The CI/CD pipeline developed through a growing union between IT operations and software development tasks, opening up a healthy space for DevOps.
DevOps Seeks to harmonise IT operations and software development processes so that a company is capable of delivering software at a maintainable high pace, no one's health care bills will be high due to too much work.
By closing the gap found in traditional boundaries between the two, quality software capabilities and applications get delivered on time to end users.
Altogether, this is an agile iterative approach to project management which software development teams have notably adopted and is summed up by the Agile Manifesto’s mantra, “the continuous delivery of valuable software.”
Get better compliance cover over your product’s full life-cycle. Avoid the natural slack-handedness that comes with time. Integrated CI/CD workflows is a major CloudDefense capability (read more).
Security issues both converge and diverge with license compliance issues, so the two need to be integrated synchronistically, while honoring the best separate practices for each sphere. Let’s go over CI/CD friendly security protections.
Firstly, we beat NVD-based scanners: The CloudDefense breakthrough CI/CD tool powers you with a leading-edge platform—this integration (with hundreds of subset integrations eg. APIs) feature means that CloudDefense assesses your full application stack’s risk posture continuously as it develops...
Which opens the door to a more agile DevSecOps conception—compliance, security, and development joined in one body with multiple parts.
Why don’t the older existing threat detection models work as well? The problem with NVD is that it takes on average 54 days to upload new security fixes to its database. This is too slow for the modern era, when—in that very same period of time—hundreds of millions of public records can be eaten by hackers, and digested.
CloudDefense is faster than NVD (the National Vulnerability Database) and provides vulnerabilities that are not available in NVD. It integrates the latest discoveries while securing you against easily preventable problems, which will give security the legs to keep pace with development.
CloudData’s proprietary dataset uses vFeed—200,000+ vulnerabilities tracked and 100+ data sources correlated; the vFeed engine gathers big data, standardizes it, and runs it through correlation algorithms to establish rigorous build-on threat and vulnerability feeds.
Limit your risk exposure and prioritise remediations through highly actionable vulnerability intelligence as a service indicators, melded alongside rigourous and diverse security standards and automated penetration testing.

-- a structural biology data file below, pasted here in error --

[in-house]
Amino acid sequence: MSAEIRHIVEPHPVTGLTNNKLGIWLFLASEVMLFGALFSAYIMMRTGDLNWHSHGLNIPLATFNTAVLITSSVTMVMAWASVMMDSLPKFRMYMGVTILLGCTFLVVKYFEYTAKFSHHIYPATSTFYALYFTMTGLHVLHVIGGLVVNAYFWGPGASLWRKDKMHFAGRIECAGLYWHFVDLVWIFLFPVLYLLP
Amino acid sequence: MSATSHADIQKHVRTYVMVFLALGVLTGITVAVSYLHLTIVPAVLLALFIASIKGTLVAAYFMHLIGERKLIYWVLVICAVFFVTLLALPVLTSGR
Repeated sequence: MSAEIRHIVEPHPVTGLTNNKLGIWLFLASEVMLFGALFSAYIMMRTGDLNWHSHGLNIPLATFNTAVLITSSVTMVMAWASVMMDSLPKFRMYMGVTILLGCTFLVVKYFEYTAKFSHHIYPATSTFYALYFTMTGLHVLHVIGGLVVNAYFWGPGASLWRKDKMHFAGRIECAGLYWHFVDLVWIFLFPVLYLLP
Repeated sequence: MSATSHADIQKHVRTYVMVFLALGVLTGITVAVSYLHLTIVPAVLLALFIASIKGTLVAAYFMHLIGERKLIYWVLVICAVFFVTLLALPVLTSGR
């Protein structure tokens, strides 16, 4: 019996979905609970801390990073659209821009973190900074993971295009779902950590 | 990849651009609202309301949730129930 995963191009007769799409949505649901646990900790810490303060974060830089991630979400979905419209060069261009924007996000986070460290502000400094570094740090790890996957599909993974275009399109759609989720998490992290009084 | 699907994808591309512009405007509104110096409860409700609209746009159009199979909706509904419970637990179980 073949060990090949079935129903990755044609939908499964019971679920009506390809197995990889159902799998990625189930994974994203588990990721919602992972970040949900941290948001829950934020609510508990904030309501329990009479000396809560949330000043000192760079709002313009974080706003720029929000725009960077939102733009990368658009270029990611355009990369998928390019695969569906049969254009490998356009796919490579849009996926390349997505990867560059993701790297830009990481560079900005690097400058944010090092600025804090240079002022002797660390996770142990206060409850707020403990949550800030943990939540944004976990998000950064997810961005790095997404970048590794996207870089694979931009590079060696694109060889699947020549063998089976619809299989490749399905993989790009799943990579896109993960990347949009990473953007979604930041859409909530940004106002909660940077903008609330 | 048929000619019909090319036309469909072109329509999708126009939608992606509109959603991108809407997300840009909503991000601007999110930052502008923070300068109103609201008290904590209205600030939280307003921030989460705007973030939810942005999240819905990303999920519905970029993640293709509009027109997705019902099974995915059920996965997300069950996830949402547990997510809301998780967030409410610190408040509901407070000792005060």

CloudDefense reduces the time and energy needed to profile your asset threat; puts your findings through accuracy and reliability checks to validate the threat; and correlates hundreds of aggregated associated references.
To avoid embarrassments and legal slip ups, CloudDefense gives SecOps and Compliance teams a bird’s-eye view of key issues ahead-of-time via advanced automatic shared reporting: OSS vulnerabilities, internal application risks, and legal compliance issues—to help with planning out your licenses philosophy, ie. AIRTIGHT compliance protocol management
CloudDefense’s front and centre developer friendly reporting dashboard provides a user-friendly, solutions and risk oriented Compliance and Security roadmap.
Avoid failing to make available / publish source code packages using a visualized detailed compliance checklist that meets licence obligations
Ensure correct source codes are provided by using an extra verification compliance checklist step exactly corresponding to the distributed binary version.
Do not fail to label open source codes that have been modified and provide a summary of changes: by adding this as a checklist item before the source code’s release; as a checklist item for inspections before release; and a milestone, to ensure that the source code was marked this way.
Unite your team with auto reports inside our proprietary system By Developers, For Developers. CloudDefense is trusted by enterprise level security teams. But non security experts can use it. Getting started takes two minutes.
The first step to a tight compliance and security design is to secure and automate the essentials. We offer a powerful CI/CD tool; breakthrough vulnerability safeguarding and continuous scanning; and shared reports to remove single points of failure when systemizing your compliance practices.